- Automotive Makes & Models
750 CB Honda Choppers
An Introduction to the CB750 Honda Chopper
The CB750 Honda Chopper is a classic American form of the motorcycle. They are, by definition, each unique, and so are the people that build and ride them. As the front page of HondaChopper.com boasts "The bikes of Chopper Hedz are built to threaten convention and inspire individuality. Our bikes are a uniquely American form of motorcycle, just as Jazz is a uniquely American form of music." Honda released the CB750 in 1969 and Chopper Hedz, as the enthusiasts call themselves, have been chopping and customizing them ever since - the bike doesn't become a CB750 Honda Chopper until you make it one.
A "Chopper" happens when a motorcycle has been stripped of all it's unnecessary parts, such as saddlebags and windshields, to minimize weight and thus increase speed. The hobby became a trend soon after World War II when veterans started buying surplus military bikes and making them their own. Choppers have hit a recent fame, thanks in part to Jesse G. James' West Coast Choppers and Orange County Choppers, who have been featured on the Discovery Channel. Despite the names, many motorcycles produced by them and other companies (such as Falcon Motorcycles, Von Dutch Kustom Cycles, Indian Larry, etc) are actually considered "custom cruisers" and not "choppers." Also there is a distinction between a "bobber" and a "chopper"-Bobbers keep the original factory frame, choppers have customized and welded frames. Choppers have an extended front end that is chosen for aesthetic reasons, and for a smoother feel at high speeds-the Honda CB750 can reach speeds of 120mph. Unfortunately the extended front end makes turning difficult, which doesn't help the bike's bad reputation.
The CB750 Honda Chopper has a reputation for being a dangerous ride. The United States is one of very few countries that allow custom-built choppers to be licensed for use on the highway. Again, in order for it to be considered a "chopper", it must have been chopped, broken down and built back up again. And In the 50 years that have passed between its first release in 1969 and when you would be finding it now, that bike has probably been chopped by at least a few different pairs of hands, and often inexperienced hands at that. There are many ways a Chopper enthusiast, looking to create a CB750 Honda Chopper of their very own, can go wrong. Luckily for Chopper Hedz, choppers are as stripped and basic as you can get, so stripping off the poorly constructed parts can be fairly easy for those that know what they're doing. Also attributing to the bad rap is the fact that in the stripping of the bike, often times many safety features have been stripped off.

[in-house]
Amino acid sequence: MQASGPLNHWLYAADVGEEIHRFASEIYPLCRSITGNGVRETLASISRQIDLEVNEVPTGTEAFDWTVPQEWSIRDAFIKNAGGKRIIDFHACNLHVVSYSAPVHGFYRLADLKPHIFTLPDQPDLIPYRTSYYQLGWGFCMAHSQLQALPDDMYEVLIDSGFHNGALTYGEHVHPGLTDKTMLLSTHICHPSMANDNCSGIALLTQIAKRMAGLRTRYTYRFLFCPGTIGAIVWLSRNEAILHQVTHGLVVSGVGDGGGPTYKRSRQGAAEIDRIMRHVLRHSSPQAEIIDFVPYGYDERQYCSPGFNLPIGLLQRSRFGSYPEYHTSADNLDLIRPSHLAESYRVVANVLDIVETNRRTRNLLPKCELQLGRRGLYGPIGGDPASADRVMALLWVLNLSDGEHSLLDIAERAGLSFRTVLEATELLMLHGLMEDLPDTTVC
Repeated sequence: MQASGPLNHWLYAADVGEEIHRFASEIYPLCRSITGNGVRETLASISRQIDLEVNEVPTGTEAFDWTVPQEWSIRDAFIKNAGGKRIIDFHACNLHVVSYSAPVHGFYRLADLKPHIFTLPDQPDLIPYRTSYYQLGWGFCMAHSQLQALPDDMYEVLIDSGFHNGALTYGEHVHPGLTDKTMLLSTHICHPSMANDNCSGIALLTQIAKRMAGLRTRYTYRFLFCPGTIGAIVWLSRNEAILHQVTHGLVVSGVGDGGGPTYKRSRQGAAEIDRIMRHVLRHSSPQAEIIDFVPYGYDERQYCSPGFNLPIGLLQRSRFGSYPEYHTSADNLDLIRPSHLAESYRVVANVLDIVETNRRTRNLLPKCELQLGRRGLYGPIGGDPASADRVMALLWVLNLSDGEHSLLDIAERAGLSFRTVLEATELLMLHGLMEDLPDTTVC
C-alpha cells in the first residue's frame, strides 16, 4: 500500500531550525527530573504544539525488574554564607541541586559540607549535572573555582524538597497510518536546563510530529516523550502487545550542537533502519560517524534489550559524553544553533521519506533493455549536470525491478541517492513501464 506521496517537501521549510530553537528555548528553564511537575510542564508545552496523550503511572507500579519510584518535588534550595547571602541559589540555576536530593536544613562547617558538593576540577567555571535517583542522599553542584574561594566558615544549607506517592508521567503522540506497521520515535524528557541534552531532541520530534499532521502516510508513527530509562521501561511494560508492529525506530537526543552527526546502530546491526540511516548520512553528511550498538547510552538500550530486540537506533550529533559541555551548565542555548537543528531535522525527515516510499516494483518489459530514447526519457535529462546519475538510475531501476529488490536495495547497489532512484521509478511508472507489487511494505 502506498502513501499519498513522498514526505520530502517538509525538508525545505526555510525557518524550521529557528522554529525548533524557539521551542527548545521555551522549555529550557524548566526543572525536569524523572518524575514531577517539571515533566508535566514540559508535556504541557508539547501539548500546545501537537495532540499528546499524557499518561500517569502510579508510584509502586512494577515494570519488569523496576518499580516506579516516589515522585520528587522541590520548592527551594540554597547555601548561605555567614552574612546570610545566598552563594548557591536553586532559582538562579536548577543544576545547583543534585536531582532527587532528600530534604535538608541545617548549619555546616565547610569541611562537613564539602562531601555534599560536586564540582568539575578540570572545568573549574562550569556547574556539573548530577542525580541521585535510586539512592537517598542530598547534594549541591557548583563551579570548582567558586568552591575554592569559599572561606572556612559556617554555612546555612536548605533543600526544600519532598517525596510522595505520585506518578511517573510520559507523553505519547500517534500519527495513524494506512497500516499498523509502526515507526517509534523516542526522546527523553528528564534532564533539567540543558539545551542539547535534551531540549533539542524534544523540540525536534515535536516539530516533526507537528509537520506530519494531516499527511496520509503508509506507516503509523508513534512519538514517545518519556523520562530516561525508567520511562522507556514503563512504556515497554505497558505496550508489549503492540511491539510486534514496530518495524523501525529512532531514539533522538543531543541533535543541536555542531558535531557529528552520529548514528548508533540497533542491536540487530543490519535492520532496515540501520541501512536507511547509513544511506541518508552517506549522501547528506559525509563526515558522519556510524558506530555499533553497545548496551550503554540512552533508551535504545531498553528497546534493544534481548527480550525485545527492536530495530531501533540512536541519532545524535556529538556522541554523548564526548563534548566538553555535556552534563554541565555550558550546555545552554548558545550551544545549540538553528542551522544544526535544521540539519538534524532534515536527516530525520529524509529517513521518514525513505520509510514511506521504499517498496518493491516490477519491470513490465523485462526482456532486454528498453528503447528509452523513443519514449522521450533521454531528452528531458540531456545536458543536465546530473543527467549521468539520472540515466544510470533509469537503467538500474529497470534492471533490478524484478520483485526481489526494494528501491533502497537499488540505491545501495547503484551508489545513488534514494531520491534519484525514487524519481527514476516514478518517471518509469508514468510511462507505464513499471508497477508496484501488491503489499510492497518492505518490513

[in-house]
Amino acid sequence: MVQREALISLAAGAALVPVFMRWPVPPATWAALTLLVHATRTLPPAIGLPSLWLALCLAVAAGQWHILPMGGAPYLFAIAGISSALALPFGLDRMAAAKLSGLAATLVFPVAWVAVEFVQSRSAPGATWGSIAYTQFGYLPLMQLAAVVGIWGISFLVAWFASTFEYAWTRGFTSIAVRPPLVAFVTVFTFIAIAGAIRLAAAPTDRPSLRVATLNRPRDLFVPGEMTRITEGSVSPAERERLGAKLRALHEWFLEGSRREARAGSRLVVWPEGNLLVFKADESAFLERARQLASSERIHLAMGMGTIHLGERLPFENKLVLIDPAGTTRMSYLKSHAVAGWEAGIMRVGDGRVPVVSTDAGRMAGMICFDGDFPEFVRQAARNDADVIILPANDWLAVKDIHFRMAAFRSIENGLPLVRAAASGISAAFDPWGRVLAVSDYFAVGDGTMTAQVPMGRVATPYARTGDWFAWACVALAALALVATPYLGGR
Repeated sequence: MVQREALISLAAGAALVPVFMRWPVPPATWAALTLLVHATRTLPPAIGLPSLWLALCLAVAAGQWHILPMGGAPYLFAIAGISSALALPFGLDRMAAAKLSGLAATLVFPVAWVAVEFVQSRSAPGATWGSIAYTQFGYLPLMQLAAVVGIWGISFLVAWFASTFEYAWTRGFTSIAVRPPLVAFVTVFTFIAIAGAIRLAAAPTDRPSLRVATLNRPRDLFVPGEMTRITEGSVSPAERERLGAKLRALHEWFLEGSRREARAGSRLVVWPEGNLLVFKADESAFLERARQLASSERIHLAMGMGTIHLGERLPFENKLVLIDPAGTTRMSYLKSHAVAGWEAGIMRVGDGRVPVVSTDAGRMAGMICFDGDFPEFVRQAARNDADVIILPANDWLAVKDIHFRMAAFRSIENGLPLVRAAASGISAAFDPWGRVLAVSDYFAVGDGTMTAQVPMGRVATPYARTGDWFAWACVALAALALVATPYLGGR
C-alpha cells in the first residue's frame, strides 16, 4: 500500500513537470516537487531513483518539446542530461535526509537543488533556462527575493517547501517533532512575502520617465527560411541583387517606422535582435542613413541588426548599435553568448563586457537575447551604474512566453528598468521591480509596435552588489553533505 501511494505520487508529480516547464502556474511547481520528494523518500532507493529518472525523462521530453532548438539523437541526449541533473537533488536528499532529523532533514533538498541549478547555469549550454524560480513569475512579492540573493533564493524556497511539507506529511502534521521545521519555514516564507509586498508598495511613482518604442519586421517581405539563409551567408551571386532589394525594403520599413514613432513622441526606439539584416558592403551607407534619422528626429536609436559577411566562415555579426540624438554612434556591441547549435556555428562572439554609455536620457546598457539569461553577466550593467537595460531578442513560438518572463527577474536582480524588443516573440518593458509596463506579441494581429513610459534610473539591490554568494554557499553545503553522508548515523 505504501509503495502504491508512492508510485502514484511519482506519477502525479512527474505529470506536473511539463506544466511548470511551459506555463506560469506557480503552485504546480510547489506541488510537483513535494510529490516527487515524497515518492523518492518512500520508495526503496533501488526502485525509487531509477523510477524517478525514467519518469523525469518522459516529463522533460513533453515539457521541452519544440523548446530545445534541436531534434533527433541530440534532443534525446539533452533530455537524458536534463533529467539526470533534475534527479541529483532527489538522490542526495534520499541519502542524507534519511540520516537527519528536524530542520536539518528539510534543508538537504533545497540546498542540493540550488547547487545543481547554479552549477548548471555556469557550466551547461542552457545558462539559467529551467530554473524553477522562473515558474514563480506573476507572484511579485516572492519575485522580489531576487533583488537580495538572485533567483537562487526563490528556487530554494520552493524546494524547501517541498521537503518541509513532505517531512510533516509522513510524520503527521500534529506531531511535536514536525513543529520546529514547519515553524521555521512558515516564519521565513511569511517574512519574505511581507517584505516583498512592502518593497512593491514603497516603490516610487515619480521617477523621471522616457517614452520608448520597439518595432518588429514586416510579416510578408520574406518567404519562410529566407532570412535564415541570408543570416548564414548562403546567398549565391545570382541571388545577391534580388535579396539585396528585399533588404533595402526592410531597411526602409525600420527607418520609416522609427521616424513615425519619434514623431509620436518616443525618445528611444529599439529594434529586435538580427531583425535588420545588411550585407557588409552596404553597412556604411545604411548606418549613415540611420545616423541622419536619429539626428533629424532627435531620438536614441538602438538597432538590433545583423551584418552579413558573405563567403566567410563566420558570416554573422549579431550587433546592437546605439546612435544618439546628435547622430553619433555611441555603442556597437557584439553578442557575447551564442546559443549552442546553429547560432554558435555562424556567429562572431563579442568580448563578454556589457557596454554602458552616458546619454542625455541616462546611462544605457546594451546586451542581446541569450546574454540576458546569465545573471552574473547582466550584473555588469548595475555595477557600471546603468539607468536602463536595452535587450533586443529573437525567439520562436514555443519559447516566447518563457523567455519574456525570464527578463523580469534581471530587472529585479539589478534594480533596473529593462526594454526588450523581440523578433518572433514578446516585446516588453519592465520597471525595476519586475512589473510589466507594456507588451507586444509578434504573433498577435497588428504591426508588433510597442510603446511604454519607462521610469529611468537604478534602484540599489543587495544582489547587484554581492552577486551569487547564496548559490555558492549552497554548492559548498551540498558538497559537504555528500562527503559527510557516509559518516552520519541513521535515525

When you're looking into the CB750 Honda Chopper, there are two basic options- the single overhead cam, or SOHC and the dual overhead cam, or DOHC. The SOHC was produced between 1969 and 1978. It's the original, the classic and since it was in production for 10 years, parts are easier to find than the DOHC, which is faster, but was only produced between 1979 and 1982. When the DOHC was first released in 1979 it had a bad cam chain tensioner. There was a recall and the only bikes affected were the early 1979s, but that still resulted in a bad reputation for the DOHC. In 1991 Honda introduced the CB750 Nighthawk, a versatile model notable for its low-maintenance, producing it until 2003.
The CB750 Honda hasn't been made for over 40 years, so finding an original to modify from scratch yourself is nearly impossible. You can buy an already chopped bike and work from there, or you can buy the pieces individually and build your own. Between the engines, the frames, the tires, the handlebars, the paint job, your options are as limited as your imagination, budget and know-how. Finding a ready-to-ride CB750 Honda Chopper is difficult and expensive, so be prepared to know what you're getting into. The Motorcycle lifestyle is a distinct subculture in the United States, and the Chopper lifestyle is an entirely different subculture of that. The people that live in that lifestyle are as varied and unique as the choppers they create.
If you're preparing to delve into the Honda Chopper world, be prepared to learn a lot, to sweat a lot, get frustrated with your bike, fall in love with your bike, spend hours in the garage confused and excited, and spend more money than you think to get it rideable. Be prepared to meet many interesting people who know exactly what you've gone through to get your bike how you want it. People that have been there and can appreciate it and also help you out, give you tips and sell you parts when you need it. You're going to get to know every inch of the CB750 Honda Chopper, and know that that bike is uniquely yours.
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